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Over the last 20 years, I have met with many clients who had unnecessary or inadequate trusts.  Sometimes the trust was just outdated and sometimes circumstances or the law had changed since the time the trust was written.  Often they were “scared into” having a trust by less than honest attorneys, TV, or friends and family that told them a story of how the government took all of a loved one’s money.  Below are 5 of the most common misconceptions that I have heard from clients during my 20 years of experience.

1.   My loved ones will have to pay inheritance tax if I don’t have a trust.

Federal Inheritance or Estate Tax only applies to Estates with combined gross assets and prior taxable gifts exceeding $5,430,000.  Although I do have some clients that are concerned with this tax, and there are tools that I use to deal with this issue, a vast majority of my clients do not have assets close enough to this level to worry about the Federal Inheritance Tax.  There is currently no Michigan Inheritance tax.  However, an Estate tax return must be filed based upon the Decedent’s income or if the Estate generates income while being administered.  In either event, there is no Trust that is necessary to eliminate this tax for Estates with less than the federal level.

2.   A Trust will prevent fighting among my children.

The Trust document itself does not prevent a loved one from contesting the Trust in Probate Court.  It is just as easy or difficult to contest a trust as it is a will. The good news is that there are specific provisions to include in the trust document to make contesting the trust more difficult and, thus, less likely.

 3.   A Trust is necessary because I have children.

Although I often recommend a trust when my client(s) have small children to prevent the child from inheriting a large sum of money or assets when they turn 18 years old, a trust may not be the necessary if a very good will is prepared or the asset level is minimal.  In addition, if the children are older, financially responsible or the assets are all in joint names with the adult children, a trust may also be unnecessary.

4.   A trust will keep my estate plan confidential.

This statement is true as long as there is no contest to the trust or fighting about the administration of the trust assets.  The distribution of assets and money from a trust generally does not require documents to be filed in a court nor do all of the provisions of a trust shared with all of the beneficiaries.  In order to contest a trust the appropriate documents, along with a copy of the Trust, are filed in a County Probate Court.  Thus, if the goal of the decedent was to have his or her estate planning documents remain confidential, a Trust may not guarantee that will happen.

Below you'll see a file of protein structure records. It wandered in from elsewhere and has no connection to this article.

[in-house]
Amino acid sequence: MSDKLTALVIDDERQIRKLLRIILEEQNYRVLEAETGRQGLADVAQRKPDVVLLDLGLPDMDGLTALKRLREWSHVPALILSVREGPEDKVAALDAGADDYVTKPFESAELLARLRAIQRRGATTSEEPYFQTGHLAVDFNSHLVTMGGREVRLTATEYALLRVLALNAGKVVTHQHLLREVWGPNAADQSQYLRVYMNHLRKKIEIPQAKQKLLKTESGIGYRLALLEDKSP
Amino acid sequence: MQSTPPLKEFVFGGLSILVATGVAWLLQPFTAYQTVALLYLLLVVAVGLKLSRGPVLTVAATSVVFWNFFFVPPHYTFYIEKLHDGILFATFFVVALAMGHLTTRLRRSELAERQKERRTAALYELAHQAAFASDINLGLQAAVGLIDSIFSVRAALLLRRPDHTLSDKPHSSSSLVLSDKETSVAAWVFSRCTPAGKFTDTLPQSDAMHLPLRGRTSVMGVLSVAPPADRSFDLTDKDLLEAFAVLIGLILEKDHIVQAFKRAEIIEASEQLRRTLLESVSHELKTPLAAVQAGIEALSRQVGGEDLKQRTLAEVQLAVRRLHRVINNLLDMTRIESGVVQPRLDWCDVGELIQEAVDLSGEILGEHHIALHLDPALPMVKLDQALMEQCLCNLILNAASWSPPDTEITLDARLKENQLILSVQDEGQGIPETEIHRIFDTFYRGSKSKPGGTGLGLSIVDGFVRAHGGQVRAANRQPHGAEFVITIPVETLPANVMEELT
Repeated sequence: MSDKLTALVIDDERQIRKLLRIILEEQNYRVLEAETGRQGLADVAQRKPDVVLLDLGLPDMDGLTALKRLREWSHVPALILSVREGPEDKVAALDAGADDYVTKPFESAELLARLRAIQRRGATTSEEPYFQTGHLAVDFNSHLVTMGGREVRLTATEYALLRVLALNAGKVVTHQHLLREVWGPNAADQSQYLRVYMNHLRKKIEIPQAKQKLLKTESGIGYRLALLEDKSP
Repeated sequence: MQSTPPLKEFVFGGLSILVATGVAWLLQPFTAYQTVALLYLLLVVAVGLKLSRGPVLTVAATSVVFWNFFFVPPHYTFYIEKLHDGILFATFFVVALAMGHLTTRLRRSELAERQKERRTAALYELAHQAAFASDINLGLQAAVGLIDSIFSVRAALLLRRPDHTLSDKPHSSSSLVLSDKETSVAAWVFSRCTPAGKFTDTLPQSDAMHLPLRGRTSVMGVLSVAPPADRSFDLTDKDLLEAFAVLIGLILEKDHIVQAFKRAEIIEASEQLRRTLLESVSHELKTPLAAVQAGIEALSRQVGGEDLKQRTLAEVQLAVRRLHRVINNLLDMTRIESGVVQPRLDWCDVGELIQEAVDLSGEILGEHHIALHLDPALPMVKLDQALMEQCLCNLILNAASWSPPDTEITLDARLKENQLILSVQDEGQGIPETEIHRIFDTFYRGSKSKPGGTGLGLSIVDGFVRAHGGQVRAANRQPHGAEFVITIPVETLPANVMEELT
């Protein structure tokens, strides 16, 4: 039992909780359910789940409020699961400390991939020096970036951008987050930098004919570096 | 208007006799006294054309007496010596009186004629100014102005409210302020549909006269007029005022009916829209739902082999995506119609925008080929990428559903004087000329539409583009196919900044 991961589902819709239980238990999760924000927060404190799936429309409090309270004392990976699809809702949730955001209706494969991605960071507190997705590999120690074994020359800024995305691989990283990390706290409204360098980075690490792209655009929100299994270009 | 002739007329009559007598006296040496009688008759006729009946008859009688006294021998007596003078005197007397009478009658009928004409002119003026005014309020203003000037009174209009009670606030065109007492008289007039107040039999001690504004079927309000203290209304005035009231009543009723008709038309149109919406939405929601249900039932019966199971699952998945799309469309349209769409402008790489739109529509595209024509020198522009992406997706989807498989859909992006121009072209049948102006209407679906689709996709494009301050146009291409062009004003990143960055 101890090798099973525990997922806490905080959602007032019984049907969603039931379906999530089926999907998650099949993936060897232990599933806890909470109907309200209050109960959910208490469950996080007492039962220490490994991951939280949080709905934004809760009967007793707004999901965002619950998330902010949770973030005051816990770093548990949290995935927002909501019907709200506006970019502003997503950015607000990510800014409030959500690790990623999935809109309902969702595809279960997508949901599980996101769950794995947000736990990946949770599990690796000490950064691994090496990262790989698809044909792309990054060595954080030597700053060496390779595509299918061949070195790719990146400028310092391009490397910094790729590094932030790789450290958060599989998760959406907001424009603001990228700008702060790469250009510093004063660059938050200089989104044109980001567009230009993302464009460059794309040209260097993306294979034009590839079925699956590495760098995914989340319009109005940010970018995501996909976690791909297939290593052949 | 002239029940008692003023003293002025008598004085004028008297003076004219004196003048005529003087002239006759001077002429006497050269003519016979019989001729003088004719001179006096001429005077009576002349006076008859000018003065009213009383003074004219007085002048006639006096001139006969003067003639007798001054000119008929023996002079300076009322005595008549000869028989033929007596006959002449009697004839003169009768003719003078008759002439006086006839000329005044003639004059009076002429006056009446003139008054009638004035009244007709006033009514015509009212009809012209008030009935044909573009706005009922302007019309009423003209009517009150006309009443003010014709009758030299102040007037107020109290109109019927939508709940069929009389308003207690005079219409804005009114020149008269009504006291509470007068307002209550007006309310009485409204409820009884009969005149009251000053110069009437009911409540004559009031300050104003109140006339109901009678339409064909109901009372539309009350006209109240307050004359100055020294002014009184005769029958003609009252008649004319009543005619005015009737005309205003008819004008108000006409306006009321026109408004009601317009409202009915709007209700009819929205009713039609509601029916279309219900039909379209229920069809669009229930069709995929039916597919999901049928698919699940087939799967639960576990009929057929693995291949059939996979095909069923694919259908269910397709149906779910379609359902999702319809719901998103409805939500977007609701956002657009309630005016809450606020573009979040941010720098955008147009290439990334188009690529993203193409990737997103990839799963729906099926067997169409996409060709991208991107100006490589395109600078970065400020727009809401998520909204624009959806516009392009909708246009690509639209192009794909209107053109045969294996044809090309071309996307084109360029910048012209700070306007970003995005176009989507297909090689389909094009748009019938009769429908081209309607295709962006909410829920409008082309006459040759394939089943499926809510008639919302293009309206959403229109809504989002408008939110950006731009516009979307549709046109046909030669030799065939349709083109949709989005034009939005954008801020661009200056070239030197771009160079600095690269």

5.   A trust will protect my assets from my creditors.

Occasionally, I have clients who believe that as long as everything is in a trust, their creditors will not be able to access their money.  Although there are “spendthrift” clauses in many trusts, such clauses protect the money or assets from the beneficiary’s creditors.  A trust may not protect the money or assets from the grantor/settlor’s creditors, depending upon many other factors such as the nature of the asset, whether the trust is revocable or irrevocable and whether the trustee is the settlor/grantor.      

A good estate plan does not necessarily include a trust.  In fact, a trust may not be necessary and may double or triple the cost of an effective estate plan.  There are other documents or products that may be used to achieve the goals of the client while keeping costs to a minimum.  Estate Planning is full of pitfalls, misconceptions and unnecessary costs. 

I wrote this article to educate individuals to identifying those who would take advantage of common misunderstandings for their own benefit.  The key is to find a good Estate Planning Attorney that you can trust.  A good Estate Planning Attorney should be willing to educate you regarding your options, keep your goals in mind with each part of the plan and answer your questions thoroughly, without the legalese. 

This article is not intended to provide legal advice or create or imply an attorney-client relationship. No information contained herein is a substitute for a personal consultation with an attorney. For more information call 888-988-LAWS (5297) or e-mail to

About the Author
John Tatone
Posted - 09/20/2017 | Michigan